The best cmdlets for PowerShell

The Horse's Mouth

Testing the Conditions for Active Directory

The cmdlet Test-ADDSDomainControllerInstallation [1] tests whether the conditions for installing a domain controller are met. For a read-only domain controller, you would do the same thing using Test-ADDSReadOnlyDomainControllerAccountCreation [2].

To test the conditions for installing a new domain in Active Directory, you would instead use Test-ADDSDomainInstallation (Figure 3). Test-ADDSForestInstallation does the same for a new forest based on Windows Server 2012. To run the tests, you must still enter passwords in different places. The cmdlet here only accepts this as secure input. An example of the command is:

Figure 3: Successfully testing the conditions for installing a new domain controller.
Test-ADDSDomainControllerInstallation -Domainname <DNS-name of domain> -SafeModeAdministratorPassword <SecureString>

To install a new domain controller, use the Install-ADDSDomainController cmdlet. For this command to work, you need to specify the name of the domain and configure the password for Directory Services Restore Mode as a SecureString . The following command does the trick:

Install-ADDSDomainController -DomainName <DNS name of domain> -SafeModeAdministratorPassword (read-host -prompt "Password"-assecurestring)

To demote a domain controller, again your best option is UnInstall-ADDSDomainController. You need to specify at least the local administrator's password, which is defined as a SecureString . The syntax looks like this:

UnInstall-ADDSDomainController -LocalAdministratorPassword (read-host -prompt "Password" -assecurestring)

The get-help UnInstall-ADDSDomainController cmdlet gives you more information on the command. You can also name, reboot, and add servers to domains in PowerShell. To do this, PowerShell provides the following cmdlets:

  • Rename-Computer -Name <Computername>
  • Add-Computer -DomainName <domain name>
  • Restart-Computer

You can also set up replication in PowerShell. For a list of the available commands, type get-command *adreplication*, and to display help for the cmdlets, use the get-help cmdlet.

You can also create sites in PowerShell with the use of the New-ADReplicationSite <location> command, and you can create new site links, for example, like this:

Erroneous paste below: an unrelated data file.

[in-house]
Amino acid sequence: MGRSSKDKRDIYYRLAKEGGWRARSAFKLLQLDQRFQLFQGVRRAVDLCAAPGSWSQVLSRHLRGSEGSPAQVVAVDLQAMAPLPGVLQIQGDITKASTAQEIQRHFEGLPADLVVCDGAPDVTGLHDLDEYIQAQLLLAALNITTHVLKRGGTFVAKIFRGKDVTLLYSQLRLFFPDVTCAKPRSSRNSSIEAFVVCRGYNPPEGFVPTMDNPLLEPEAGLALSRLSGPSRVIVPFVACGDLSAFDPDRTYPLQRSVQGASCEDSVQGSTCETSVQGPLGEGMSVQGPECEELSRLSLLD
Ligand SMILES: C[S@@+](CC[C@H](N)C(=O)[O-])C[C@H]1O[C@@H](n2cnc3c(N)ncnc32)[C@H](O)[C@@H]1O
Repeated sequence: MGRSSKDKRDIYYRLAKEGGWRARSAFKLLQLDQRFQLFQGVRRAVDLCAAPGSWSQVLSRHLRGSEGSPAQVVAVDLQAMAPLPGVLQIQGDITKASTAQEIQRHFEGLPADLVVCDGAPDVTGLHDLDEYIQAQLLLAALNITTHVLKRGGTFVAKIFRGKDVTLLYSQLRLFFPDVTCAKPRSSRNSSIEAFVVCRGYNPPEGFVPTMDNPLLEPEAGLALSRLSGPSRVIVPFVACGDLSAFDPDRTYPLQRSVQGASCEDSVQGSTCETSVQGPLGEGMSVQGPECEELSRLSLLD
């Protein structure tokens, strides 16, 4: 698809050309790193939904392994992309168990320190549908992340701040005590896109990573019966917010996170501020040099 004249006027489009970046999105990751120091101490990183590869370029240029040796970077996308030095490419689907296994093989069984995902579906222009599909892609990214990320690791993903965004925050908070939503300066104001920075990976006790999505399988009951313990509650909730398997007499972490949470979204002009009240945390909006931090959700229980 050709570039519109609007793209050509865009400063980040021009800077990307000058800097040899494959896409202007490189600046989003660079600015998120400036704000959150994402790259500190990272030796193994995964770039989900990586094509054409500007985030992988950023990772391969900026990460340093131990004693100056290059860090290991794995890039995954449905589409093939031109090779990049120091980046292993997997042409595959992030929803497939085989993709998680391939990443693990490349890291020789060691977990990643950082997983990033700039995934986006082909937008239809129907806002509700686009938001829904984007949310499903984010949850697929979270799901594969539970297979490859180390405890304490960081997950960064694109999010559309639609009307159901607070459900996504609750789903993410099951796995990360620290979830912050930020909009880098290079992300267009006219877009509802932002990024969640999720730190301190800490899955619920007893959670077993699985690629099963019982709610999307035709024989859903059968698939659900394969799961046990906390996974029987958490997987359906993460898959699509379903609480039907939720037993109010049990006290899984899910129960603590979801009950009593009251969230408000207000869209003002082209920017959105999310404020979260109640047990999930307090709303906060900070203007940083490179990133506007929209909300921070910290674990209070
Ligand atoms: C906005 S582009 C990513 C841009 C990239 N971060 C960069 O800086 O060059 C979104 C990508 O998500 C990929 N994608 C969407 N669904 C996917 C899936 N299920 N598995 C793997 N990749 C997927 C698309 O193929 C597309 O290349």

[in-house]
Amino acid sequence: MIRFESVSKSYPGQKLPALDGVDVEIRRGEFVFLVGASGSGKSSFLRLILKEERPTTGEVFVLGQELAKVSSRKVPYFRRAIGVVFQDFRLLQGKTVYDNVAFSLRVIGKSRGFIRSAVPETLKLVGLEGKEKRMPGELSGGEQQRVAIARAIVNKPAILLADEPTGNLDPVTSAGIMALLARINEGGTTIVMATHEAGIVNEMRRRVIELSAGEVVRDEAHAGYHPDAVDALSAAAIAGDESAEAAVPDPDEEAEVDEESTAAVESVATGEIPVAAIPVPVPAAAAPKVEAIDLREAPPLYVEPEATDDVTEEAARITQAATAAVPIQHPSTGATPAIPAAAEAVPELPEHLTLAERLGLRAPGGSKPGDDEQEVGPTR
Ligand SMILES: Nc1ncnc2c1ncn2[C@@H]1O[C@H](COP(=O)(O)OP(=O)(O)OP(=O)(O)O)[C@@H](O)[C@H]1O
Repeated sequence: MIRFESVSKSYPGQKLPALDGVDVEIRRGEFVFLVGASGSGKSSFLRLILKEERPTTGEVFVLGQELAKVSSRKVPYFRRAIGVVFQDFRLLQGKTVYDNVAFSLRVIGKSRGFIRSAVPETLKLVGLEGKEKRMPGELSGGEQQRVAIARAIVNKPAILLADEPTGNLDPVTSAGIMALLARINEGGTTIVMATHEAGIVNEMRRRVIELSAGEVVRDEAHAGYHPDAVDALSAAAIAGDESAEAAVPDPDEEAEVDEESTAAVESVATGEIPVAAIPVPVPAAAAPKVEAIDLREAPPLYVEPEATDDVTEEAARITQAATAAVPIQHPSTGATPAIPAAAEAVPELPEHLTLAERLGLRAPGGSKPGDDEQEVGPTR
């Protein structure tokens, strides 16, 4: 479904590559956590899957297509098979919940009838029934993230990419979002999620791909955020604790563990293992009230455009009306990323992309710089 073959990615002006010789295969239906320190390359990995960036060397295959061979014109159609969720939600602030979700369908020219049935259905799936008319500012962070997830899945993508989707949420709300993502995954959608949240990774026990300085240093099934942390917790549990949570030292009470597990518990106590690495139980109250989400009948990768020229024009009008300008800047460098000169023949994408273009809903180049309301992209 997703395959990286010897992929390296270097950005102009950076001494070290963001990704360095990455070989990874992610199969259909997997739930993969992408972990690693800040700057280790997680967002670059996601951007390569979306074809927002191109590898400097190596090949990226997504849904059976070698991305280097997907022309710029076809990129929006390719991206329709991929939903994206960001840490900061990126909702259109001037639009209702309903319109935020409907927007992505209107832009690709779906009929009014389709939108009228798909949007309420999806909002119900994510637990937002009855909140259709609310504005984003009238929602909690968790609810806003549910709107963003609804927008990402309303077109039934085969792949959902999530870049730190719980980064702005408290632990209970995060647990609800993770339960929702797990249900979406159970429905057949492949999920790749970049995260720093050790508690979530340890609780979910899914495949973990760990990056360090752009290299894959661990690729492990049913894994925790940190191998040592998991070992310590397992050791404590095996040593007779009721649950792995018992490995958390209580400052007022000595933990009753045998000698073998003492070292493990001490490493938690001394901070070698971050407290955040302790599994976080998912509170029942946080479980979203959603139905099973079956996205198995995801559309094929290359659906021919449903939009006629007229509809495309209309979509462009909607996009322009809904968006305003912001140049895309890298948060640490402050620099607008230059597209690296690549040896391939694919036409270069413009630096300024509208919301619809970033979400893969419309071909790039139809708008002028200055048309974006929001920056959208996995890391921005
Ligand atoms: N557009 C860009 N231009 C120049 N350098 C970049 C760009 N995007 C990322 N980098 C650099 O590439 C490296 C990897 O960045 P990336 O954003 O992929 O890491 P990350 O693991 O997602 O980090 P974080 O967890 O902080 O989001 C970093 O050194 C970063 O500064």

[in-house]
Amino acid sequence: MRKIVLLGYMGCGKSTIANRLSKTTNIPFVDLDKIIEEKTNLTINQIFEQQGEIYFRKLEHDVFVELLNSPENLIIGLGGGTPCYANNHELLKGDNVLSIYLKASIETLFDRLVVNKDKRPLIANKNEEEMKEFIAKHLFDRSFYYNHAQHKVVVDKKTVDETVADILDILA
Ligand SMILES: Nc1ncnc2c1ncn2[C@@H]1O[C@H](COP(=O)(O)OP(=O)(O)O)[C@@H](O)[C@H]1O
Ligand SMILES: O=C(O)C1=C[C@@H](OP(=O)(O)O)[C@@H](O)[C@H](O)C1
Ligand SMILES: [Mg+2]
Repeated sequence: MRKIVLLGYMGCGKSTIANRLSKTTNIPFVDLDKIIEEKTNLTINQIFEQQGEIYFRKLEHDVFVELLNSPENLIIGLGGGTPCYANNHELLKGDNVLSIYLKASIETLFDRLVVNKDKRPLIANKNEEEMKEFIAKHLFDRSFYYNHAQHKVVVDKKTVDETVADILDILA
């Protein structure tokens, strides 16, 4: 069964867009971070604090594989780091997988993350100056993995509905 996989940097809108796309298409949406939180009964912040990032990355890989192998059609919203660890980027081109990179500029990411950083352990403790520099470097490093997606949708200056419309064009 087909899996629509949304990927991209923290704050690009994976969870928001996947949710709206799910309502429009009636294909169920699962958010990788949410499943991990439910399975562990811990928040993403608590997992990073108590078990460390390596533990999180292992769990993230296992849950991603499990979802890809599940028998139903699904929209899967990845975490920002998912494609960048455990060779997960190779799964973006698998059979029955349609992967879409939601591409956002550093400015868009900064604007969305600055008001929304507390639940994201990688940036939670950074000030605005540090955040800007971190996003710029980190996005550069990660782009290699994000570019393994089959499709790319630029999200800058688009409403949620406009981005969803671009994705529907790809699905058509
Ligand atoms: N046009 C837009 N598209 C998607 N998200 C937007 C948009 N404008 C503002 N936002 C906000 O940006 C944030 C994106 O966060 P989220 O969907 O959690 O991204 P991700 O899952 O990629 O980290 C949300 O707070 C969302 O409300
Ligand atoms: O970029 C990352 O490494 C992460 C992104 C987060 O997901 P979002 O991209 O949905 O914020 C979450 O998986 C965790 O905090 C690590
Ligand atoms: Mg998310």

New-ADReplicationSiteLink CORPORATE-BRANCH1 -SitesIncluded CORPORATE,BRANCH1 -OtherAttributes @{'options'=1}

You can also set the metric of the time frame for synchronization in the same command line by setting the appropriate switches:

Set-ADReplicationSiteLink CORPORATE-BRANCH1 -Cost 100 -ReplicationFrequencyInMinutes 15

This call sets the metric to 100 and the replication interval to 15 minutes.

Testing Replication in PowerShell

To discover the replication status, you can use the Get-ADReplicationUpToDatenessVectorTable <server name> cmdlet. For a list of all your servers, do this:

Get-ADReplicationUpToDatenessVectorTable * | sort Partner,Server | ft Partner,Server,UsnFilter

Use the following two cmdlets to view the individual sites and the domain controllers at these sites:

  • Get-ADReplicationSite -Filter * | ft <Name>
  • Get-ADDomainController -Filter * | ft <Hostname>,<Site>

To view the replication connections in PowerShell, use the Get-ADReplicationConnection command. PowerShell will also give you detailed information on the individual sites on request. To do this, use Get-ADReplicationSite -Filter *. Other interesting cmdlets in this area are:

  • Get-ADReplicationPartnerMetadata
  • Get-ADReplicationFailure
  • Get-ADReplicationQueueOperation

PowerShell Web Access

Windows PowerShell Web Access provides a web-based Windows PowerShell console. In this way, you can run PowerShell commands and scripts from a console in a web browser. You can even use PowerShell Web Access to access the PowerShell on your servers remotely on a smartphone or tablet, which means you can use all the cmdlets that are available on the server. When you install Windows PowerShell Web Access using PowerShell, the administration tools for IIS are not added:

Install-WindowsFeature -Name WindowsPowershellWebAccess -ComputerName <Servername> -IncludeManagementTools -Restart

The next step is to set up the gateway for PowerShell Web Access. The Install-PswaWebApplication cmdlet provides a quick approach to configuring this. You can install a self-signed SSL certificate with the option -UseTestCertificate. Running this cmdlet installs the PowerShell Web Access web application in the Default Web Site container of IIS; then, you can access the PSWA website on https://<servername>/pswa .

After installing PowerShell Web Access and setting up the gateway with the website and the certificate, you still need to allow users to access PowerShell via Web Access. In a PowerShell session that was opened with the administrative role, run the commands shown in Listing 1.

Listing 1

Allowing Web Access

$applicationPoolName = "<name of application pool for PSWA>"
$authorizationFile = "C:\windows\web\powershellwebaccess\data\AuthorizationRules.xml"
c:\windows\system32\icacls.exe $authorizationFile /grant ('"' + "IIS AppPool\$applicationPoolName" + '":R') > $null

Authorization rules allow a user to access a computer on the network. Access is limited to a specific session configuration. The cmdlet:

Add-PswaAuthorizationRule -UserName Contoso\administrator -ComputerName srv1.contoso.int -ConfigurationName microsoft.powershell

grants the "administrator" user in the "contoso" domain access for managing the "srv1.contoso.int" computer and use of the "Microsoft.PowerShell" session configuration.

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